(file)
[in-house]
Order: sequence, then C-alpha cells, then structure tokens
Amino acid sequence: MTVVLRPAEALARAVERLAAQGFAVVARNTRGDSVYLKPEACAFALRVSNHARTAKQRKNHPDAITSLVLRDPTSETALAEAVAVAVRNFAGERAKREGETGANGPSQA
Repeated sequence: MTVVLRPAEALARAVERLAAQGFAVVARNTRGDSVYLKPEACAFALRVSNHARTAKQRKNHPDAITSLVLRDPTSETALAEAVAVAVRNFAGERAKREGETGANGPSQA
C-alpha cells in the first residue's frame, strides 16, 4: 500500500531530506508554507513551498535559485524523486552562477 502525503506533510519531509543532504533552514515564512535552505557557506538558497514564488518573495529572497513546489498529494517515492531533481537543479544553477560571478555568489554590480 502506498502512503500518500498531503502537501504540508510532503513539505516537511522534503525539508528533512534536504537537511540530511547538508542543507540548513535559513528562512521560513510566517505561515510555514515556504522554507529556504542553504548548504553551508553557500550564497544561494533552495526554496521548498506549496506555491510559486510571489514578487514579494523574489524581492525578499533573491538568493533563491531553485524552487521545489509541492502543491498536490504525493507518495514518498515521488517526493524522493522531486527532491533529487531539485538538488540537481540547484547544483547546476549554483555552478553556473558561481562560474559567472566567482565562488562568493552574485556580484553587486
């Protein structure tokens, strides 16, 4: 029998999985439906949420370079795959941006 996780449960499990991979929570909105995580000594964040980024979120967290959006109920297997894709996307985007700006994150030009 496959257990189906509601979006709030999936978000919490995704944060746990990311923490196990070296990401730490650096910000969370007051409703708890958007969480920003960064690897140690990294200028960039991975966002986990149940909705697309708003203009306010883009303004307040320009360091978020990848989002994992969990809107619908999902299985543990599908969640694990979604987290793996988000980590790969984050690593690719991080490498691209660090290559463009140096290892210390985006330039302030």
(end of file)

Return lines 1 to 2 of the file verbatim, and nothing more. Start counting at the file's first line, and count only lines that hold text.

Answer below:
[in-house]
Order: sequence, then C-alpha cells, then structure tokens